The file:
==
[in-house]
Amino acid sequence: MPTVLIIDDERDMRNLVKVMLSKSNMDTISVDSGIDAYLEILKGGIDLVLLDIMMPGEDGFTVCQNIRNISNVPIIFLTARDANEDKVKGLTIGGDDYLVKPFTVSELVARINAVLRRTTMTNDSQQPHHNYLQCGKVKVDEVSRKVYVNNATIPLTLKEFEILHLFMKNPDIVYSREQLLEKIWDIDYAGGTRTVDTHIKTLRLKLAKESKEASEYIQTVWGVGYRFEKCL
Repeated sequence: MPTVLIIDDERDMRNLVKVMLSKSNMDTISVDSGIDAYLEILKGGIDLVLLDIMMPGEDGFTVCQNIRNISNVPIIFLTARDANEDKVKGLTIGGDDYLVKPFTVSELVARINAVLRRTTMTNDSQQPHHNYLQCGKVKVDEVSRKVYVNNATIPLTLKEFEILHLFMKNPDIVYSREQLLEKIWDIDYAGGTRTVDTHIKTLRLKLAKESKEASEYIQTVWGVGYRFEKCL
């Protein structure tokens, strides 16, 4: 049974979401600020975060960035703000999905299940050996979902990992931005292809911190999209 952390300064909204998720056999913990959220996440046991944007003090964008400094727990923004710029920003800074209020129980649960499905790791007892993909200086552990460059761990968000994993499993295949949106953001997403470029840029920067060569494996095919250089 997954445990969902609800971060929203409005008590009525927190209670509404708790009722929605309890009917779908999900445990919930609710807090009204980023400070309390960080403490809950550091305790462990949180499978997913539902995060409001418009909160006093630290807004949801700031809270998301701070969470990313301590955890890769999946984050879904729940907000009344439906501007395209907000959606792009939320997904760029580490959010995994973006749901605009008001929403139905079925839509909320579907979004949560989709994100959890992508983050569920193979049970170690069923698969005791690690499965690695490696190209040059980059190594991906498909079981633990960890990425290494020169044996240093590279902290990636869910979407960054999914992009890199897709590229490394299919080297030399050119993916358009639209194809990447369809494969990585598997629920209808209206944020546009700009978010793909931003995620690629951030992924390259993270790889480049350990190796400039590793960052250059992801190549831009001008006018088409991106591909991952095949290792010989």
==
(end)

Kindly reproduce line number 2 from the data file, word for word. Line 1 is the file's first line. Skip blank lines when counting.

Amino acid sequence: MPTVLIIDDERDMRNLVKVMLSKSNMDTISVDSGIDAYLEILKGGIDLVLLDIMMPGEDGFTVCQNIRNISNVPIIFLTARDANEDKVKGLTIGGDDYLVKPFTVSELVARINAVLRRTTMTNDSQQPHHNYLQCGKVKVDEVSRKVYVNNATIPLTLKEFEILHLFMKNPDIVYSREQLLEKIWDIDYAGGTRTVDTHIKTLRLKLAKESKEASEYIQTVWGVGYRFEKCL